Simple & Cheap Arduino Uno ATmega328 Programmer

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Introduction: Simple & Cheap Arduino Uno ATmega328 Programmer

Here's how to build a simple & cheap Arduino Uno ATmega328 Programmer.

Hope you enjoy it...

Step 1: Parts

Step 2: Prepare the Arduino

a. Connect the Arduino to the Computer.

b. Open the Arduino application >File >Example >ArduinoISP.

c. Upload the sketch.

d. Open Tools >Programmer >Arduino as ISP.

Step 3: Build Your ATmega328 Programmer Shield

ATmega328P Pin Mapping > Arduino

1 > 10

7 > VCC

8 > GND

9 > Crystal > Capacitor1 > GND

10 > Crystal > Capacitor2 > GND

17 > 11

18 > 12

19 > 13

20 > VCC

22 > GND

Step 4: Burn the Bootloader

a. Plug your ATmega328 Programmer Shield on the Arduino (refer to photos).

b. Plug the new ATmega328P microcontroller on the Shield.

c. Open Tools >Burn bootloader.

Step 5: Load Your Sketch to the New Microcontroller

a. Load your sketch for the microcontroller.

b. Open Sketch >Upload using programmer.

That’s it!

1 Person Made This Project!

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12 Comments

0
EkDor
EkDor

Question 11 months ago on Step 3

It looks like in your last photo the pins are in the wrong sockets. Is this correct.

0
RomeroDIY
RomeroDIY

Answer 11 months ago

It works for me. The photo must be deceiving. If you follow the pin mapping it should work for you too.

0
entge001
entge001

3 years ago

Hi,

does this works for an "used" ATmega? I locked myself out by using the RX line in my sketch :-(. Looking for a way to kill the sketch or re-program from scratch.

Thanks.

0
RomeroDIY
RomeroDIY

Reply 11 months ago

Sorry I’m seeing this only now. It’ll work fine with used ATmegas. Step 4 sort of “formats it”.

0
pdavid5
pdavid5

5 years ago

Why you need crystal if you program with SPI?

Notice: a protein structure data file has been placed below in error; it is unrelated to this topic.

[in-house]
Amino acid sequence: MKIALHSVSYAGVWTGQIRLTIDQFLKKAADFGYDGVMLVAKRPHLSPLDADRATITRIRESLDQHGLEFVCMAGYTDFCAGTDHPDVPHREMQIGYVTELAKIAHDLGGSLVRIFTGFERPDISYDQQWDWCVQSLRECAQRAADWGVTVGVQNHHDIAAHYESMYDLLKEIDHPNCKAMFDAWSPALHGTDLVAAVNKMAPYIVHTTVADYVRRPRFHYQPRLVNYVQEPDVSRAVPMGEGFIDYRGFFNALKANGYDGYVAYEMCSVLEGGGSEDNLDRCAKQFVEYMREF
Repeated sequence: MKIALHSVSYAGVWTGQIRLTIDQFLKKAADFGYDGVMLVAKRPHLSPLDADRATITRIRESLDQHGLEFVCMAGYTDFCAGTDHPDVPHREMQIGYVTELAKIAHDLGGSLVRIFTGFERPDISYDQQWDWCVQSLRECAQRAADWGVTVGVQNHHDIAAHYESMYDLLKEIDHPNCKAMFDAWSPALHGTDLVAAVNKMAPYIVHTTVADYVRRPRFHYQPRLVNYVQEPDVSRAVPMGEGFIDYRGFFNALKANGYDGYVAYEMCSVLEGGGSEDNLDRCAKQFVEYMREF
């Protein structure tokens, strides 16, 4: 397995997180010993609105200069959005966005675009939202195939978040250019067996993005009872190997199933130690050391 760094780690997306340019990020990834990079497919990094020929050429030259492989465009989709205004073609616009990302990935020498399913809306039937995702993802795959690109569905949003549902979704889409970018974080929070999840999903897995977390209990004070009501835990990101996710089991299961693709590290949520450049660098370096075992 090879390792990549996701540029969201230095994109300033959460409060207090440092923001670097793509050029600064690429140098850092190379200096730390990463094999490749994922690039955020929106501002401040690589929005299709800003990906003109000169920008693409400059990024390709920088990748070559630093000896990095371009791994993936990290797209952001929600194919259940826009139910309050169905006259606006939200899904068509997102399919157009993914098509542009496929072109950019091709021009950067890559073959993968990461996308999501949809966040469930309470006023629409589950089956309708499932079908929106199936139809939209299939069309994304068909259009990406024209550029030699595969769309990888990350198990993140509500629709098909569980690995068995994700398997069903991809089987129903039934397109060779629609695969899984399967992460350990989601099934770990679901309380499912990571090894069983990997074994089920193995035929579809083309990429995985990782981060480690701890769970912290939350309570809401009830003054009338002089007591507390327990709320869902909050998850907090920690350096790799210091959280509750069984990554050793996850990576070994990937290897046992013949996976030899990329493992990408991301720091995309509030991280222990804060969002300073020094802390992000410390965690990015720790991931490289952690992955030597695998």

I use TL866A for programming Atmega with ICSP, but here don't need crystal.

0
RomeroDIY
RomeroDIY

Reply 11 months ago

I work on a trial and error method. I lack technical knowledge to reply. I’m sure you’re right and this can be improved. It works as it is now and to my understanding the crystal “times” the flow of electricity passing through the circuit. That’s all I know.

0
bratan
bratan

5 years ago

As an improvement get a ZIF socket instead. Much easier to insert and remove IC without bending any legs...

0
petetheweet
petetheweet

Reply 5 years ago

I found the flat pins of the ZIF socket permanently damaged my Arduino. You can get a ZIF with round pins here: https://www.etsy.com/uk/listing/279700092/quick-zif-socket-round-pins-for-atmega

0
DIY Hacks and How Tos

Nice. This would be great for creating smaller ATmega circuits.

0
KISELIN
KISELIN

Reply 6 years ago

THIS IS "EXACTLY" what I have been looking for. Until now I have used a ST62xx microcontroller, writing "dozens" of progs. in Assambler to that. "Me, 60+ years to age" having a "new coming" in pros. world with Arduino. Can you imagine how hard it has been to find out how to prog. a "clear" ATmega? Now I got it. It kind of a "snapped" in my head after reading Your instruct. Thank YOU. I propably make an Instructable of creating a PCB on this, (propably there allready exist somewhere a one like it, but I haven't found 1 yet)

0
RomeroDIY
RomeroDIY

Reply 5 years ago

This is probably the most rewarding comment an instructabler can hope for. Thanks a lot!
Check this out for a "pro" version and the PCB design.

0
Dave P
Dave P

Reply 6 years ago

Well I am 62 and I to am looking for answers to building a robot from a Jazzy mobility chair. Tell me at our age how did you find the key to unlock that vault. I would really like to know :-)